Updated: Jul 6
With the announcement of four arrests related to the death of Philip Seymour Hoffman, drug dealers everywhere are establishing new standards. “Be careful who you sell to.” Although this has long been the mantra for those engaging in the sale of illegal narcotics, being careful used to mean making every effort to ensure the buyer was not an undercover cop or an informant wearing a wire. Now, drug dealers have to worry about selling their product to the “wrong person” even if that person is not a law enforcement representative. Enter Philip Seymour Hoffman. The wrong person.
Apparently, the New York City Police Department felt compelled to follow every lead and track down those responsible for selling Hoffman the heroin he overdosed on. As a retired law enforcement officer who has conducted thousands of investigations, I am fine with that. Drug dealers should be in jail. All of them. But trust the detective in me on this one, not every overdose victim’s case gets the same amount of attention as an Oscar-winning actor who poked a needle full of heroin into his own arm. Just ask the family of the latest junkie NYPD pulled out of an alley, dead, with a syringe still hanging from HIS arm. What kind of investigation did that prompt? A cursory canvass of the neighborhood? “Excuse me. Did anyone see anything?” No? Case closed—moving on to the next case. Because after all, the “victim” made a choice to inject his own body with poison.
Am I pointing an accusatory finger at NYPD, alleging the Hoffman case received special treatment? Not at all. Having spent a career working for a municipal government, I fully understand the concept of fecal gravity. When city leaders, or those high in the police department’s chain-of-command, repeatedly must answer the media’s question, “What are you doing to solve this case?” shit does indeed run downhill. It lands squarely on the back of the poor detective unfortunate enough to be assigned the case.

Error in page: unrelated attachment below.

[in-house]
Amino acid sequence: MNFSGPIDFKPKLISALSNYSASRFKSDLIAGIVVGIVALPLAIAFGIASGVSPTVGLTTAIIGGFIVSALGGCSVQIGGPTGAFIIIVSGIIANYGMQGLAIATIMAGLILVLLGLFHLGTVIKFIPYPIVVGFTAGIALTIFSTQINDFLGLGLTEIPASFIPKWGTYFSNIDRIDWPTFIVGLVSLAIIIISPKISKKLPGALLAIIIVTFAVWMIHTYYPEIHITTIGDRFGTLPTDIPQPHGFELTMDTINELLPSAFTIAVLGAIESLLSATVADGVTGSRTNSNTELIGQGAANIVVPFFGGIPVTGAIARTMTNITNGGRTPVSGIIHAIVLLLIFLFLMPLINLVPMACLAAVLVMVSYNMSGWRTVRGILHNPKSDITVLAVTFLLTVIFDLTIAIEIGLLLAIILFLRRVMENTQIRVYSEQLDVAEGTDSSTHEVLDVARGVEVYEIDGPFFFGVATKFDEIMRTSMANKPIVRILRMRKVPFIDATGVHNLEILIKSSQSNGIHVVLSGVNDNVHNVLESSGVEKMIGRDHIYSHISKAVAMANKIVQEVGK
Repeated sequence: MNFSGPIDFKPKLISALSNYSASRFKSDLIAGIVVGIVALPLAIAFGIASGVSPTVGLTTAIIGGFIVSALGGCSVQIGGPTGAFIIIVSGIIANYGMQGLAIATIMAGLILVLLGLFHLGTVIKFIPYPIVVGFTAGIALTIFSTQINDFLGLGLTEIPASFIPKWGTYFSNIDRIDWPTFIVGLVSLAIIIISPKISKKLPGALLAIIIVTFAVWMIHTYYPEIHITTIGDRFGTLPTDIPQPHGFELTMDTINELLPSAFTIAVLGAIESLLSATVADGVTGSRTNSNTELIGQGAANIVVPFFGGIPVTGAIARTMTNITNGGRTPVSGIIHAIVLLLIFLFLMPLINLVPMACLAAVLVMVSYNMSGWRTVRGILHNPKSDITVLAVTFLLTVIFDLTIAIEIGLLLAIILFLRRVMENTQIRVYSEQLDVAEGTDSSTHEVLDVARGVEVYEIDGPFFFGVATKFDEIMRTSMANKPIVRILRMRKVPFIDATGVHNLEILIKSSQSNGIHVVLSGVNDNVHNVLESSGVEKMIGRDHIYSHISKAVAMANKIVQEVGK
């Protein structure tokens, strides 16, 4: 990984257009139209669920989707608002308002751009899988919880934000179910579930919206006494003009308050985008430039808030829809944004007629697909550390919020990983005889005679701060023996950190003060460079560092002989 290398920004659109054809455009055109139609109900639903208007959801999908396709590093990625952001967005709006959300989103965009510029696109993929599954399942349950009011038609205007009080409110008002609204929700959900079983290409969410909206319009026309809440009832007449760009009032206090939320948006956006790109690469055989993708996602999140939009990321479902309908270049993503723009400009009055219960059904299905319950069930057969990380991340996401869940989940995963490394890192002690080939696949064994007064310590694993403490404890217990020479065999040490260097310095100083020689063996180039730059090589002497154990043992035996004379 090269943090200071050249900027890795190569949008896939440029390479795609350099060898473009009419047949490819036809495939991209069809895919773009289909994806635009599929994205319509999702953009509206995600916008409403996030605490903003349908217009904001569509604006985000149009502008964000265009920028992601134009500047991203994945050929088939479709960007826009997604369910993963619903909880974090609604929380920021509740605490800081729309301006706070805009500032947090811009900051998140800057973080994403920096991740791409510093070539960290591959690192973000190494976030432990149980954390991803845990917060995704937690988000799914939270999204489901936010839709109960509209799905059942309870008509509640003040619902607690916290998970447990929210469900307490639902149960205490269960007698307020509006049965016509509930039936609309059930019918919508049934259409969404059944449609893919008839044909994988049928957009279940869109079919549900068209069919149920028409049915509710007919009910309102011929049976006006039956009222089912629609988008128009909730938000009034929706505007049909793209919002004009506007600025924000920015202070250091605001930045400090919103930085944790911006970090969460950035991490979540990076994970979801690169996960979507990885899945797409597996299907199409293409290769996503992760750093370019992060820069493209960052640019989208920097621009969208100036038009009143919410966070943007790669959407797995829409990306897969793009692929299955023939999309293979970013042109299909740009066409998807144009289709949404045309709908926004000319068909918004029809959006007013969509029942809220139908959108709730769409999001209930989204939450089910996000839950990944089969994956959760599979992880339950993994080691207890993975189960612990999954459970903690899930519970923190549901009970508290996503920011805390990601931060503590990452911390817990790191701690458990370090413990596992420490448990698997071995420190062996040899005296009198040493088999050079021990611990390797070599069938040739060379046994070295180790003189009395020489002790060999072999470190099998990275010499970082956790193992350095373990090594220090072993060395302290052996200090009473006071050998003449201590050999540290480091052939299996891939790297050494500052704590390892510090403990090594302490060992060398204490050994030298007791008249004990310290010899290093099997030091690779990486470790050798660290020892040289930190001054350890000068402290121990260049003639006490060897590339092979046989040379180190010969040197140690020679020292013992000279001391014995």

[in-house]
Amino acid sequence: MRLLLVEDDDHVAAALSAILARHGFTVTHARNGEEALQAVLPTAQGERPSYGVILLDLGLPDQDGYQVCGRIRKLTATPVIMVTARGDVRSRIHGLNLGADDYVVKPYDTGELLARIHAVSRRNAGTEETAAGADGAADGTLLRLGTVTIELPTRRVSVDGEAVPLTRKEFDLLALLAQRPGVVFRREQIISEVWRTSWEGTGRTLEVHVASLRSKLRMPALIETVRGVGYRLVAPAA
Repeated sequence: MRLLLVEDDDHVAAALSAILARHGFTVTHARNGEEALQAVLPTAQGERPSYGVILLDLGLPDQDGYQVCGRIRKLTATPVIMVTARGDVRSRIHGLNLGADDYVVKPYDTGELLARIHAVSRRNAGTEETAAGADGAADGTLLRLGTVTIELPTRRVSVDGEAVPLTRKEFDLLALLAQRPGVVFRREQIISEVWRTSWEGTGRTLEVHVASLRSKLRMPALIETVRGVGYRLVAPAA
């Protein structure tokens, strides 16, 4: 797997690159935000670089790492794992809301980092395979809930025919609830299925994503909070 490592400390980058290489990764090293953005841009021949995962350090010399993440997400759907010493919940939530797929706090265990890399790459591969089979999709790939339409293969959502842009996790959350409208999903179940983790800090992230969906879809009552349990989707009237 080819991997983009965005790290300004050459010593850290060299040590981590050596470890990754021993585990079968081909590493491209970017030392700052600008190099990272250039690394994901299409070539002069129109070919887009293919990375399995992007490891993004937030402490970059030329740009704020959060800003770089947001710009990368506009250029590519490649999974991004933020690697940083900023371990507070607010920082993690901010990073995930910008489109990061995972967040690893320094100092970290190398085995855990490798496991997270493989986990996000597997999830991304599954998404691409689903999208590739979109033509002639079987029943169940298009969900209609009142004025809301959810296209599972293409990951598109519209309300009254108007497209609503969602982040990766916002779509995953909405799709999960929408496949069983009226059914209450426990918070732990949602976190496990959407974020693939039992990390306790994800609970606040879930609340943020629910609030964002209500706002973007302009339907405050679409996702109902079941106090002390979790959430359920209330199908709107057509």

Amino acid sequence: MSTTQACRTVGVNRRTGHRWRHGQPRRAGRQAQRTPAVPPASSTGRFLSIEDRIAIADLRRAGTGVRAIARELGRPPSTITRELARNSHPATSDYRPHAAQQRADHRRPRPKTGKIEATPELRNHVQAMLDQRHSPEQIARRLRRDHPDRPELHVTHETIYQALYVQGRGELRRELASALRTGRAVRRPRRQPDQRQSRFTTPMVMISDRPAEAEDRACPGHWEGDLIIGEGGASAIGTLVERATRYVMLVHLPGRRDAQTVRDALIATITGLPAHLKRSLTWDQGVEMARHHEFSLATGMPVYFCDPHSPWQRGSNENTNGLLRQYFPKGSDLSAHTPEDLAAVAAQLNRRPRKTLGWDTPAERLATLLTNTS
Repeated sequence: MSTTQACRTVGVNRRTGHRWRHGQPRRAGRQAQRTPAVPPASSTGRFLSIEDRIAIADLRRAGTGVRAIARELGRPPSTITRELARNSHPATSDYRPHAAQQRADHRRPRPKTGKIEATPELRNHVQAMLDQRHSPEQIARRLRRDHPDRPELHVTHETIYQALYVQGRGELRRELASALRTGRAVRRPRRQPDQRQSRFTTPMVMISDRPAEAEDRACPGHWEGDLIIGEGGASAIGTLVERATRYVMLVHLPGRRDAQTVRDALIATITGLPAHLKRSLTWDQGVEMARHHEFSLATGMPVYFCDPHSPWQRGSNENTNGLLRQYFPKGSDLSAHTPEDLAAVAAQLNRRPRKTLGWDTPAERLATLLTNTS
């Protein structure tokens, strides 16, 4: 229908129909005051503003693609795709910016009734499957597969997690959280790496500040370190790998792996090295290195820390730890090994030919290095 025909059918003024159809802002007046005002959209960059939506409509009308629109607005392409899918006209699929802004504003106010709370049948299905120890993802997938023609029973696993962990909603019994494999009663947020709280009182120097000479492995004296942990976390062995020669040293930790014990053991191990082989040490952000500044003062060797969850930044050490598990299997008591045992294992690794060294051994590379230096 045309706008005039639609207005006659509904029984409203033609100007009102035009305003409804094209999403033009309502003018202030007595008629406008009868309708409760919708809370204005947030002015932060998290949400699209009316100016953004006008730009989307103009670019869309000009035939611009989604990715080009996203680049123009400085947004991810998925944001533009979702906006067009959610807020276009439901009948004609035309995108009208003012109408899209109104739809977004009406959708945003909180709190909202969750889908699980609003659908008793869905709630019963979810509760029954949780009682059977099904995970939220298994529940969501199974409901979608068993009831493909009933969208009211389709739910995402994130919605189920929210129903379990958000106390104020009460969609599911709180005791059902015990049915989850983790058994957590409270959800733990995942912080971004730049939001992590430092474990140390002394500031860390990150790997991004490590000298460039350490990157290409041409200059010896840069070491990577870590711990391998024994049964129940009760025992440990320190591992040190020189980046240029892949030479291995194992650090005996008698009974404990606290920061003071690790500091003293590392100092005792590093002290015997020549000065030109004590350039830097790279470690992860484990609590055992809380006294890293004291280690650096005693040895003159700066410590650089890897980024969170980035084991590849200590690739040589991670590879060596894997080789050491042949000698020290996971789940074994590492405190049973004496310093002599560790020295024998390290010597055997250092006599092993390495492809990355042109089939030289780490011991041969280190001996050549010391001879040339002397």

So if I’m not blaming NYPD, I must be blaming the national news media for their fixation on the Hoffman case, right? Wrong. In our quest for answers, perhaps we should turn to the cartoon character Pogo who showed remarkable insight into human nature when he said, “We have met the enemy and he is us.”
We, as a society, are to blame for never-ending news coverage of the asinine antics, inglorious misfortunes, and self-inflicted maladies of the rich and famous. Why? Because we continually tune in, blog about, moan about, speculate about, and steadfastly refuse to stop talking about the latest scandal. We simply refuse to let a story die until we are good and ready. Unfortunately for the aforementioned junkie, we don’t care enough about him to demand justice or keep that story alive in the news.
Am I saying celebrities are evil and don't deserve an honest investigation into their deaths? Absolutely not. What I am saying is that our society places far too much importance on the lives of some while assigning virtually no value to others.
Joplin. Hendrix. Belushi. Houston. The list goes on and on. All tragic. All too young to die. All with so much to offer. But for every Cory Monteith, there are three or five or twenty addicts who die unnoticed deaths. All tragic. All too young to die. All with so much to offer.
At least Hoffman’s death has once again made addiction a social topic. What are the signs? What can we do? What SHOULD we do? Meanwhile, drug dealers everywhere are revising their “how to” manuals. Just beneath undercover cops in the section titled “People Not to Sell To” is a new entry. Oscar-winning actors.
Rest in peace Philip Seymour Hoffman. We were lucky to witness your immense talent on the big screen. We will be even luckier if we don’t miss the big picture.